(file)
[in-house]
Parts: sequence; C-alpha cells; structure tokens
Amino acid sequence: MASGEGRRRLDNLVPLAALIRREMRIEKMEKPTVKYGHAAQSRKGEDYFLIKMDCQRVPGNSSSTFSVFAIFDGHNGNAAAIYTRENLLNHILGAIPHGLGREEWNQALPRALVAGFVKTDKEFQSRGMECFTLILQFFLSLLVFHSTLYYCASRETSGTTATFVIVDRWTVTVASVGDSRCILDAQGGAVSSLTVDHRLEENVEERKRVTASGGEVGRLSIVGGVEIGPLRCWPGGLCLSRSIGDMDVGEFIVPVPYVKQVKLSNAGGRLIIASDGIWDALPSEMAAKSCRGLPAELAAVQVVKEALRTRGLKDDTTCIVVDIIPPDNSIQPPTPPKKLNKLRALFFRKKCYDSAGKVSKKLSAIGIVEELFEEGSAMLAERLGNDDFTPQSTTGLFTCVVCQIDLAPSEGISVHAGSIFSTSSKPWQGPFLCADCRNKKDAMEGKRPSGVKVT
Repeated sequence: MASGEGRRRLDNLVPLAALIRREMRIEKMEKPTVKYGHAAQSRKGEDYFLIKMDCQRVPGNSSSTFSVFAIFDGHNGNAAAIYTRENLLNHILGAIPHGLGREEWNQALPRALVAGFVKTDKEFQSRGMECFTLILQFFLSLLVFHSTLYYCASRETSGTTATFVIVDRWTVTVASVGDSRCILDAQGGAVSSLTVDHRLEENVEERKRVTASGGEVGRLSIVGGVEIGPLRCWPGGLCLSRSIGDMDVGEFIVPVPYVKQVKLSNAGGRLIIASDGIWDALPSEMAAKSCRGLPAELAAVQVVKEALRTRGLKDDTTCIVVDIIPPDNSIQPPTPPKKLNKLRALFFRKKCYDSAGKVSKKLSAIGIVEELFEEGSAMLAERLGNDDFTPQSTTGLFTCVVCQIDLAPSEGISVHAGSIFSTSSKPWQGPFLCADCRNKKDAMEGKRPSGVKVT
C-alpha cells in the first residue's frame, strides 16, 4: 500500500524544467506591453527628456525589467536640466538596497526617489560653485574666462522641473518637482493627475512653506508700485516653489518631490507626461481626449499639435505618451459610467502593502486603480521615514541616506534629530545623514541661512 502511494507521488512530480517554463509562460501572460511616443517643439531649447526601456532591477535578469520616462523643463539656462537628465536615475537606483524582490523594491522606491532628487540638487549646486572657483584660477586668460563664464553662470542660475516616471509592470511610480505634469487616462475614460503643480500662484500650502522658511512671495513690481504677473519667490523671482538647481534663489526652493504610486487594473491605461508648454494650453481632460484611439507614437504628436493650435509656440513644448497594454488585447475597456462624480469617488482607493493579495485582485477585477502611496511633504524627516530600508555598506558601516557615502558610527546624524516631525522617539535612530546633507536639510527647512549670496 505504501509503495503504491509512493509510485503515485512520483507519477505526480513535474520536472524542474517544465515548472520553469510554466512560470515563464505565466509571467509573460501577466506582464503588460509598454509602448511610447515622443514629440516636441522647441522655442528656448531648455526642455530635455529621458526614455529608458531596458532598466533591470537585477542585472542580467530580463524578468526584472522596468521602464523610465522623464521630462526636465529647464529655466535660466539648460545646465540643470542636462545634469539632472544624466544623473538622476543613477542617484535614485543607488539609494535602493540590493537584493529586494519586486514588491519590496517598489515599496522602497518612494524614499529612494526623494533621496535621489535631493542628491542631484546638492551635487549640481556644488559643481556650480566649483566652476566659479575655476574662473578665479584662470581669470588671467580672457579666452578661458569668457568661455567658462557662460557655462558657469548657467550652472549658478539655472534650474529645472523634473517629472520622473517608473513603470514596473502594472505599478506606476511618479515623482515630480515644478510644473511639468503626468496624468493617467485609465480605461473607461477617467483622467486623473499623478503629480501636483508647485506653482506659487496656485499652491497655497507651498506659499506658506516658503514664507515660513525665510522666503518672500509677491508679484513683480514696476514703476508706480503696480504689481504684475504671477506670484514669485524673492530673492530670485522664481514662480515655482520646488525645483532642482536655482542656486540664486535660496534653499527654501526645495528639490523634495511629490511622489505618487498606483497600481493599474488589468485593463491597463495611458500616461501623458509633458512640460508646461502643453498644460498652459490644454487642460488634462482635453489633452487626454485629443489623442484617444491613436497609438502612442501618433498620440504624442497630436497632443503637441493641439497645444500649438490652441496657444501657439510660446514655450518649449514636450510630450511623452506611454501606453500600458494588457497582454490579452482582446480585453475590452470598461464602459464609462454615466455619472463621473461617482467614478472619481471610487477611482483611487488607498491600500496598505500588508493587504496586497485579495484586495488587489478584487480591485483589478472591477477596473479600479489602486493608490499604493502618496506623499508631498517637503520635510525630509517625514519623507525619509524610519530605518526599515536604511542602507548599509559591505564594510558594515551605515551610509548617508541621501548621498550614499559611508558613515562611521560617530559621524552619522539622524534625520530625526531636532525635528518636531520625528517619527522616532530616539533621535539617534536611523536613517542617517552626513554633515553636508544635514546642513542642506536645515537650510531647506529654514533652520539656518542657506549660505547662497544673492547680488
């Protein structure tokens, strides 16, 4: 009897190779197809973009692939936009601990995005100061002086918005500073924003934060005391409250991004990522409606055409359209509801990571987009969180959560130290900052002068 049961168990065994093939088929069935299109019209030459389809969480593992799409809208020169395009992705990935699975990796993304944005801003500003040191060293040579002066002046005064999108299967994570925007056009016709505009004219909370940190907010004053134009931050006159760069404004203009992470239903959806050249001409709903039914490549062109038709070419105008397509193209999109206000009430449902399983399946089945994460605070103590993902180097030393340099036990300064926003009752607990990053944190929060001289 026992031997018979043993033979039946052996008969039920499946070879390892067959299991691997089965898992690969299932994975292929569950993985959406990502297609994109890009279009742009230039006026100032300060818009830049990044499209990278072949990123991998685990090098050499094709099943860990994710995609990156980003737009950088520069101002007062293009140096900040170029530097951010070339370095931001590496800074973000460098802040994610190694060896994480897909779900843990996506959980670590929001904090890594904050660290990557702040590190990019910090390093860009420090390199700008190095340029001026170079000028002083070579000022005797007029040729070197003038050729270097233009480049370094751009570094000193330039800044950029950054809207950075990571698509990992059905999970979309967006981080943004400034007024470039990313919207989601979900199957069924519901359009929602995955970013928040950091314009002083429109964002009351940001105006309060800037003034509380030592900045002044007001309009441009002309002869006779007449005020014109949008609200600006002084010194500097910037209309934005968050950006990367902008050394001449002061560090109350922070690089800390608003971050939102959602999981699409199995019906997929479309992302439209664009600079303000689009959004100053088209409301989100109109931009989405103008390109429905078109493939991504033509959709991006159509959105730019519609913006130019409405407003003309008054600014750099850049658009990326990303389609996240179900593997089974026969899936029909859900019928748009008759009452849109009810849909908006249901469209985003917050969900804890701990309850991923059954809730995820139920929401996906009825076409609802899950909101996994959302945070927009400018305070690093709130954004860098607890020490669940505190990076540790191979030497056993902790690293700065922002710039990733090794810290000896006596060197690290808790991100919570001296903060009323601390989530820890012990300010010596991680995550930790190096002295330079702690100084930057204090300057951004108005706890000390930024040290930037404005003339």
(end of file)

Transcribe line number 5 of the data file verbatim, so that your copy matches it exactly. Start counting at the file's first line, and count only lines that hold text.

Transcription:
C-alpha cells in the first residue's frame, strides 16, 4: 500500500524544467506591453527628456525589467536640466538596497526617489560653485574666462522641473518637482493627475512653506508700485516653489518631490507626461481626449499639435505618451459610467502593502486603480521615514541616506534629530545623514541661512 502511494507521488512530480517554463509562460501572460511616443517643439531649447526601456532591477535578469520616462523643463539656462537628465536615475537606483524582490523594491522606491532628487540638487549646486572657483584660477586668460563664464553662470542660475516616471509592470511610480505634469487616462475614460503643480500662484500650502522658511512671495513690481504677473519667490523671482538647481534663489526652493504610486487594473491605461508648454494650453481632460484611439507614437504628436493650435509656440513644448497594454488585447475597456462624480469617488482607493493579495485582485477585477502611496511633504524627516530600508555598506558601516557615502558610527546624524516631525522617539535612530546633507536639510527647512549670496 505504501509503495503504491509512493509510485503515485512520483507519477505526480513535474520536472524542474517544465515548472520553469510554466512560470515563464505565466509571467509573460501577466506582464503588460509598454509602448511610447515622443514629440516636441522647441522655442528656448531648455526642455530635455529621458526614455529608458531596458532598466533591470537585477542585472542580467530580463524578468526584472522596468521602464523610465522623464521630462526636465529647464529655466535660466539648460545646465540643470542636462545634469539632472544624466544623473538622476543613477542617484535614485543607488539609494535602493540590493537584493529586494519586486514588491519590496517598489515599496522602497518612494524614499529612494526623494533621496535621489535631493542628491542631484546638492551635487549640481556644488559643481556650480566649483566652476566659479575655476574662473578665479584662470581669470588671467580672457579666452578661458569668457568661455567658462557662460557655462558657469548657467550652472549658478539655472534650474529645472523634473517629472520622473517608473513603470514596473502594472505599478506606476511618479515623482515630480515644478510644473511639468503626468496624468493617467485609465480605461473607461477617467483622467486623473499623478503629480501636483508647485506653482506659487496656485499652491497655497507651498506659499506658506516658503514664507515660513525665510522666503518672500509677491508679484513683480514696476514703476508706480503696480504689481504684475504671477506670484514669485524673492530673492530670485522664481514662480515655482520646488525645483532642482536655482542656486540664486535660496534653499527654501526645495528639490523634495511629490511622489505618487498606483497600481493599474488589468485593463491597463495611458500616461501623458509633458512640460508646461502643453498644460498652459490644454487642460488634462482635453489633452487626454485629443489623442484617444491613436497609438502612442501618433498620440504624442497630436497632443503637441493641439497645444500649438490652441496657444501657439510660446514655450518649449514636450510630450511623452506611454501606453500600458494588457497582454490579452482582446480585453475590452470598461464602459464609462454615466455619472463621473461617482467614478472619481471610487477611482483611487488607498491600500496598505500588508493587504496586497485579495484586495488587489478584487480591485483589478472591477477596473479600479489602486493608490499604493502618496506623499508631498517637503520635510525630509517625514519623507525619509524610519530605518526599515536604511542602507548599509559591505564594510558594515551605515551610509548617508541621501548621498550614499559611508558613515562611521560617530559621524552619522539622524534625520530625526531636532525635528518636531520625528517619527522616532530616539533621535539617534536611523536613517542617517552626513554633515553636508544635514546642513542642506536645515537650510531647506529654514533652520539656518542657506549660505547662497544673492547680488